Operationalising SNDT provisions is vital

Updated: Nov 17 2005, 05:30am hrs
Enforceable SNDT (special and differential treatment for developing countries) will significantly reduce the anti-dumping cases against developing countries and in turn by developing countries. According to a paper, titled Anti- dumping: The case for SNDT, the current law makes the developing countries particularly vulnerable to anti-dumping actions. This is because home market prices for domestically manufac tured products in developing countries are in most cases higher than those in their export markets largely due to inefficient cost structure. These include, high cost of capital, labour market conditions, labour laws, poor infrastructural facilities and bad governance. The paper suggests that the best policy option for developing countries is to focus on operationalising SNDT provisions.

The secretariat identifies two types of SNDT provisions in the WTO agreements, i.e. exceptions to rule to which developing countries may take recourse to and conduct or actions to be undertaken by developed country members for developing country members. The paper suggests that there are negotiations on both types of provisions.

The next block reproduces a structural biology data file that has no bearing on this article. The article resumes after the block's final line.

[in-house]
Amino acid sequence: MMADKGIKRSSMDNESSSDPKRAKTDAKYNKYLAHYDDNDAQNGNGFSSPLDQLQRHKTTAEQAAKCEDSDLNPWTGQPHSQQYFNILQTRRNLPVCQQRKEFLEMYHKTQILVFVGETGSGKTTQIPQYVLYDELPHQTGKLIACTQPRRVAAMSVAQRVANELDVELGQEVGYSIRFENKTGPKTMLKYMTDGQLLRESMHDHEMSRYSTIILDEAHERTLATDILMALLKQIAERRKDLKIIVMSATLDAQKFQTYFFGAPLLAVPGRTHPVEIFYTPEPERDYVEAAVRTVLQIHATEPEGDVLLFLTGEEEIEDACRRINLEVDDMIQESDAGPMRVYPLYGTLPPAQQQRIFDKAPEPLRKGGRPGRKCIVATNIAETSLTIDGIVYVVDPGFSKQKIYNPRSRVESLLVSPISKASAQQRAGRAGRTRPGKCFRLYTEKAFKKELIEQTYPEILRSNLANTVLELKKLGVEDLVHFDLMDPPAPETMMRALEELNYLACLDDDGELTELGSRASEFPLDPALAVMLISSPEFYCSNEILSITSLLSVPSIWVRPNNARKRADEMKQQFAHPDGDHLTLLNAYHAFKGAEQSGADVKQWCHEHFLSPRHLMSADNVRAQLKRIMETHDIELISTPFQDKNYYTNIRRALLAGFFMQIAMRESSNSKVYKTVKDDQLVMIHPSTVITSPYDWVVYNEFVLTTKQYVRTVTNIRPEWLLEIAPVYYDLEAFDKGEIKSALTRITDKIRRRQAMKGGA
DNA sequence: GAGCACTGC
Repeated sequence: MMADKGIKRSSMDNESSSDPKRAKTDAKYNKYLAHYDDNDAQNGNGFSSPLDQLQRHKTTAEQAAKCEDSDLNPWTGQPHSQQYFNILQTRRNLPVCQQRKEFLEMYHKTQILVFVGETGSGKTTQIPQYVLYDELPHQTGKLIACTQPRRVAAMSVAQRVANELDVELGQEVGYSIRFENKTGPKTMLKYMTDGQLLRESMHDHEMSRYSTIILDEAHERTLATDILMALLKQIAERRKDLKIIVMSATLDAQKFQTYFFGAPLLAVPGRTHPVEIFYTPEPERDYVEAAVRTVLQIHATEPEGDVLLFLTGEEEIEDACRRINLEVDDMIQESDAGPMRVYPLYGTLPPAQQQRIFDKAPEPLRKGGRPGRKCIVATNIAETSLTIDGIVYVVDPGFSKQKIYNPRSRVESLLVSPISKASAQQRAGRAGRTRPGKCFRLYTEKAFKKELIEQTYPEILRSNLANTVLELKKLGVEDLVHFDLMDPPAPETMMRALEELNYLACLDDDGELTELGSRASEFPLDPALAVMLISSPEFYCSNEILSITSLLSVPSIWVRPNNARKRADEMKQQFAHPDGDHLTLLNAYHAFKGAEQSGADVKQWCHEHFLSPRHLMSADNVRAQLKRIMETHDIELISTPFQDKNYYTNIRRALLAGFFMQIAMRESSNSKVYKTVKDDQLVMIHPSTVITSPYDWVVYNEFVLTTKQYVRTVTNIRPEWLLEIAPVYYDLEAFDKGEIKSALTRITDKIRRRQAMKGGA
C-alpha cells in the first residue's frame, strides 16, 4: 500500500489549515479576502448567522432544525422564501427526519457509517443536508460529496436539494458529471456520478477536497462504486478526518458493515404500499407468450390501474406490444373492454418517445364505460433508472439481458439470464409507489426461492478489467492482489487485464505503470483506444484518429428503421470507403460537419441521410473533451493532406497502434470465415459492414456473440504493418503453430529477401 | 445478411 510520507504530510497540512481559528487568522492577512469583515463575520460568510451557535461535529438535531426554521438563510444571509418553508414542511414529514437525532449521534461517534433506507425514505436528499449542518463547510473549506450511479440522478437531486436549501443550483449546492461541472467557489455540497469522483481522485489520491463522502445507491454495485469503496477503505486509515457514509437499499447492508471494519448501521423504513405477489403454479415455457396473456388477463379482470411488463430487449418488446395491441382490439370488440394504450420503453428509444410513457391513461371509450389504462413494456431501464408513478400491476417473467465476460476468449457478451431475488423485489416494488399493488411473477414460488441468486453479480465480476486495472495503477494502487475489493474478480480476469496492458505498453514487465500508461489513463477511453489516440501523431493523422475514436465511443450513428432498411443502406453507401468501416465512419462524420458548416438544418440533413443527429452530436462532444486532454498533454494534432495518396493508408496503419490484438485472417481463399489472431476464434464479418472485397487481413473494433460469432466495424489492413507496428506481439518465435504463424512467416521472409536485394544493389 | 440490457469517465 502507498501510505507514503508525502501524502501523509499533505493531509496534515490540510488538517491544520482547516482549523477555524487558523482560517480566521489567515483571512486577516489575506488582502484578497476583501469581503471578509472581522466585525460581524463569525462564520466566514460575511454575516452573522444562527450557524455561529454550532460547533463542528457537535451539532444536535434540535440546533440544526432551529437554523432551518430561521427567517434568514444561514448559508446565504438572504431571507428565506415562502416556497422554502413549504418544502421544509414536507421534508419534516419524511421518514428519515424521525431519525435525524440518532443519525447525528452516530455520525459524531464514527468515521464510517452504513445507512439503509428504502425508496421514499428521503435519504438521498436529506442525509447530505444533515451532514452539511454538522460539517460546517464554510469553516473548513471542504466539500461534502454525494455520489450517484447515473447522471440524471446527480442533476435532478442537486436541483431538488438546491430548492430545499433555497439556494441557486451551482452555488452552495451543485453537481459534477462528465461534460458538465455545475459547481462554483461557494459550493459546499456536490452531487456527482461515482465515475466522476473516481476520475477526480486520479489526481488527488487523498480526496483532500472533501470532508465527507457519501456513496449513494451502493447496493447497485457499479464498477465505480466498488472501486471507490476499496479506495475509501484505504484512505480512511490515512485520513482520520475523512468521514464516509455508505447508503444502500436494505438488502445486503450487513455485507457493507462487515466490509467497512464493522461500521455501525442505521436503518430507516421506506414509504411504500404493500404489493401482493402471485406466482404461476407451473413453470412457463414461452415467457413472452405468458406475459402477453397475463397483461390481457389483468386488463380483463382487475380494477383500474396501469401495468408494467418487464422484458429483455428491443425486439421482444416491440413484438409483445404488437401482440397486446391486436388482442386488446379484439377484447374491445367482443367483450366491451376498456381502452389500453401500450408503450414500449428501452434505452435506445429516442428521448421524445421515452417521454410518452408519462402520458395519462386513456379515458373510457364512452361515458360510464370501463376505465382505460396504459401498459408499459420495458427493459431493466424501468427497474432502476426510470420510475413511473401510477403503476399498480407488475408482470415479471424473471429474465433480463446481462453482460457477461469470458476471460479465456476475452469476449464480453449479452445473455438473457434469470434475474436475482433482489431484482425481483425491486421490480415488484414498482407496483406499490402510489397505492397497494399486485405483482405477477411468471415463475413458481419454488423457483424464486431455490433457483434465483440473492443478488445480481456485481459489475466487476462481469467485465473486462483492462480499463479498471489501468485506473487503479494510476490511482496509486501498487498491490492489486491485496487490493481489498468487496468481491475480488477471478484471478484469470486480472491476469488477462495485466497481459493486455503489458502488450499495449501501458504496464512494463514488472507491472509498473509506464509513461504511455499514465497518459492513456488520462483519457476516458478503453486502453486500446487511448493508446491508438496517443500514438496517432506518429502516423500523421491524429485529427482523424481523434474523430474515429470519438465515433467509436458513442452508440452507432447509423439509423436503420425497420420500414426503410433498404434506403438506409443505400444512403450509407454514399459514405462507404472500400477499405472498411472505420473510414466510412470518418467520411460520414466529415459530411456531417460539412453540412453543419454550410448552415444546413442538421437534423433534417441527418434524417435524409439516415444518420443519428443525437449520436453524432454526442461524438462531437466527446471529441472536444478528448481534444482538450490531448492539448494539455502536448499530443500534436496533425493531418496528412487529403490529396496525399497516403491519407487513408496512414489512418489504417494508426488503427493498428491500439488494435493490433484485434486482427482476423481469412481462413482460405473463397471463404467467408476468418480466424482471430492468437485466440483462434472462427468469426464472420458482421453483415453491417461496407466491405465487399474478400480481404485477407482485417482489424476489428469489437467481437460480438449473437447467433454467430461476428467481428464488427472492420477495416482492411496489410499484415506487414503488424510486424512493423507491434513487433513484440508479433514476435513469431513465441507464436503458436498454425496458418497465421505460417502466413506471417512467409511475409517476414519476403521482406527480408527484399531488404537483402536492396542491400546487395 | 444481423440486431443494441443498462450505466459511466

Regarding exceptions to rule to which developing countries may take recourse to, the paper suggests that the thresholds for executing negligible imports should be based on market share rather than share of total imports. Also, a sentence should could be added to article 5.8 of the WTO agreement stating that no collective account will be made of dumped imports from developing country members holding less than 3% of importing members consumption. This would mean that the countries with less than 3% of market share will automatically be excluded from the purview of AD investigations.

The paper also suggests that developed countries should inform the developing country involved of the facts of violation of anti-dumping laws and request them not to continue their violation prior to the initiation of the investigations.

If there is no agreement reached by two sides within a fixed period, the complaining country may set out investigation.

Anti-dumping practices of developed countries add to the vulnerability of developing countries to anti-dumping actions.

There are several ambiguities and discretion which introduce the scope of political and other non- economic factors in the initiations and decisions. It is known that anti-dumping activities of a country against trading partners depend on their retaliatory capacity. Since the share of developing countries is very small, they are not likely to get any favours in anti-dumping proceedings. Thus, the ambiguities in the practices may be more damaging for the developing countries.

Due to high agent fee, and huge data requirement, firms choose not to respond, which increases the probability of dumping findings.

According to the Chinese Ministry of Foreign Trade and Economic Co-operation, Chinas response rate to anti-dumping lawsuits has risen to 60-70% of the total number in the recent years.

Based on a paper by Aradhna Aggarwal